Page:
Search anything

Close search

#heyddw: Hoi Antigoon

11 February 2020

Close-up Graphic Machinery at DDW19,<br /> Antigoon
Each month we celebrate one of the most interesting, exciting, intriguing, funny or unusual #heyddw Instagram posts by featuring an exclusive interview in our online DDW Magazine. This time, the anonymous machine-graphicist: Antigoon!
Close-up Antigoon at DDW19
© Alexandra Izeboud

Hey Antigoon! Could you briefly describe who you are, where you are from and why you became a designer?

Hey, I'm Antigoon, I grew up in a small village in the south of the country. After drifting around various cities in the Netherlands I am now based in Eindhoven. As a teenager, I was kind of obsessed with graffiti, so after leaving secondary school - when I had to decide on a course for further education, I quickly found my way to graphic design. After finishing my graphic design course, I went on to study communication and media design in Breda.

We know very little about the person behind Antigoon, what is this anonymity about?

I'm not someone who likes to be in the spotlight or talk a lot about myself. I really don't think that it’s that important either. The work is important, the person behind it much less.

Graphic Machinery
© Antigoon

What best describes you as a designer?

I would probably call myself a creative developer with a fondness for graphic design and the Graphic Machinery project is actually my playground, a side project where I can explore things that I find difficult to incorporate in my jobs as a web designer. With web design, everything generally needs to be delivered pretty tidy and in place otherwise it just doesn't work, but this project is all about experiment, hacks, mess, perfect imperfection and fun.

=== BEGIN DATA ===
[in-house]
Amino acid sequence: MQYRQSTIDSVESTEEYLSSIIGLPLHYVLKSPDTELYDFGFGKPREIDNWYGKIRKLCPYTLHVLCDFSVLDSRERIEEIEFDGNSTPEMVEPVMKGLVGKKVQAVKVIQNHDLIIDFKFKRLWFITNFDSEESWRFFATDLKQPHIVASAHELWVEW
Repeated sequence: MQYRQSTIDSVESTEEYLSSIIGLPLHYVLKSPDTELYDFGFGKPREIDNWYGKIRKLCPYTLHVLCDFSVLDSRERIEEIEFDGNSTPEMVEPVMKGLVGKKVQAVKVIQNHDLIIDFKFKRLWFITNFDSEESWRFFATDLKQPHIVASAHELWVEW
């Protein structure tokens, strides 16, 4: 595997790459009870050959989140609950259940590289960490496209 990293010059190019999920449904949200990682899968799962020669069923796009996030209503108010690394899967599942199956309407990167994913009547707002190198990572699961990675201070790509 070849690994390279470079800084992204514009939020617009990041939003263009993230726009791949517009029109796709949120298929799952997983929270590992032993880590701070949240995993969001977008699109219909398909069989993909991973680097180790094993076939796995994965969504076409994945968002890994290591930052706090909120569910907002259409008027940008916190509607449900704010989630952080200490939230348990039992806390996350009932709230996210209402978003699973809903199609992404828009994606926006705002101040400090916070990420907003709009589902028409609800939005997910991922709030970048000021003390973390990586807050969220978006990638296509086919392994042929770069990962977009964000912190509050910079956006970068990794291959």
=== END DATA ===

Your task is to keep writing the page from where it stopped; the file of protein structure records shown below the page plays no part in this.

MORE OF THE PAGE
Where do you look for inspiration?

I spend a lot of time looking at graphic design, illustration and graffiti and draw inspiration from this, but music is also a great source of inspiration for me, especially with regards to approach. For example, electronic music musicians who build their own synthesizers or write their own software to create their own sounds and rhythms. But I also find punk interesting, because there is a certain beauty in the simple structures and inadequacy with which people write songs.

In your work, you combine both analogue and digital. Why are you so interested in this combination?

Analogue and digital both require a different approach and combining them is plagued with problems. New challenges arise of their own accord as a result. I get bored fairly quickly, so I can switch between different disciplines like electronics, programming and design. This holds my interest.

For your Graphic Machinery project, you let machines work with tools designed for human use. What is this all about?

The use of these tools comes mainly from experimenting with the first pen plotter I had. At one point I started experimenting with chalk and charcoal. These traditional materials had an alienating effect on the results, a certain rawness and imperfection you wouldn't expect from a machine. Because of this unconventional process I never know exactly what the result will look like. It is a collaboration between me and the machine, the machine sort of compels me to reconsider my design. What type of design creates an interesting result?

Polargraff machine at Lowlands
© Antigoon

What is the most special or remarkable work you have ever made or designed?

That has to be the Polargraff machine for Lowlands last year. It was actually two machines that used cans of spray-paint to make drawings on a tower 12 metres high by 4 metres wide at the festival. Before that, the 'largest' machine had a range of about 1.5 meters by 1.5 meters, so the Polargraff machine was exponentially larger.

If you were able to choose anyone in the world to work with (a designer, politician, artist, scientist or someone else), who would that be and why?

Outsider, Jason Revok or Gary Stranger. All three graffiti artists whose work I still find interesting after many years of following them, I think because of the directions they have taken.

Graphic Machinery on truck
© Antigoon

We are on the brink of a new decade, a good time to speculate about the future. How do you think the cooperation between man and machine will change in the future?

Yeah, that's funny. I'm quite a doomsday type when it comes to thinking about men and machines in the future. Especially in the field of artificial intelligence and facial recognition. My thoughts quickly wander off into dystopian worlds like 1984, Neuromancer and Do androids dream of electric sheep.

Do you have any news you would like to share with the DDW community?

At the moment I have some space to develop and experiment with new things, so keep an eye on my Instagram page if you want to follow me.

Play video

Hey Designer! Do you also want to be featured on our website? Use #heyddw on Instagram, and who knows, you might be next!